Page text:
The W3C’s stated goal is:

    To lead the World Wide Web to its full potential by developing protocols and guidelines that ensure long-term growth for the Web.

    But I argue that where the W3C has failed at that, it’s probably not the organization’s fault per sae. Indeed, the whole post was simply and extended way of saying that blaming the W3C for a lack of progress in achieving that goal is misdirected opprobrium.

    It would have been nice for the W3C to have exercised considerably better judgement about what activities to undertake since the turn of the century, but no one really had any right to expect better. The W3C is a pay-to-play membership organization and members shape what activities are pursued. In order to provide the level playing field (patent policies, etc.) that you outline it would be difficult to be organized any other way.

    Please don’t think that I’m somehow angry or disappointed in the W3C. Much to the contrary; I just have expectations of the organization which I think more closely match its structure as a member-directed body. Many web developers, I fear, don’t understand this and therefore expect too much of the W3C, venerate it unnecessarily, and then blame it for outcomes which it cannot control.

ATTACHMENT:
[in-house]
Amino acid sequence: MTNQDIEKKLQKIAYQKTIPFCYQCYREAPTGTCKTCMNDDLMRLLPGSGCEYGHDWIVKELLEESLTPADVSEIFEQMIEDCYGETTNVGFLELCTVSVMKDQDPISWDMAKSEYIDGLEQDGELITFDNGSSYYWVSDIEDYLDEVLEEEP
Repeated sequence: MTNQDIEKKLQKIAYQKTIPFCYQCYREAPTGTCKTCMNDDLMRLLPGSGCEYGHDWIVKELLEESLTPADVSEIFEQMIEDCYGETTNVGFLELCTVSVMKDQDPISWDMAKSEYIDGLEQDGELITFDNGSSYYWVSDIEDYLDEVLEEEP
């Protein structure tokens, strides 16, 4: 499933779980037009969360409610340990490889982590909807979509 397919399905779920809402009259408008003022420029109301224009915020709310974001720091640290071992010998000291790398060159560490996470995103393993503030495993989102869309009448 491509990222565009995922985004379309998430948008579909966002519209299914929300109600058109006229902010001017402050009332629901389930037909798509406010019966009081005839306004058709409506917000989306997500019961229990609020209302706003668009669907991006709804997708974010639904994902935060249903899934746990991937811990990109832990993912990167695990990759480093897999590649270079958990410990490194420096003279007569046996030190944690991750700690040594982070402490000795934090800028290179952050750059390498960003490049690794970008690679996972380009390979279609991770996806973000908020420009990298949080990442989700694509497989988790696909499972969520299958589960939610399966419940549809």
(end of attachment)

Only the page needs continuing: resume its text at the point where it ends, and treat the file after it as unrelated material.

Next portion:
Regards

  10. Posted July 10, 2008 at 2:54 am | Permalink

    Hi Alex,

    Thanks very much for the follow-up. An organization is a strange thing but not a stone. The W3C Process evolved, and will continue to evolve and the way it is organized will also evolve given the new requirements and the strong push of the community for the open Web standards.

    It has happened in the past already. W3C had the same RAND system than IETF. The community pushed very hard saying that the W3C should give more guarantee that it will be opened and then the RF Patent Policy has been created. It created a lot of discussions and frictions but in the end, it is something which was beneficial.

    And I agree with you there will be interesting challenges to come but pushing us to evolve too.

    Thanks again.

  11. Posted July 10, 2008 at 5:02 am | Permalink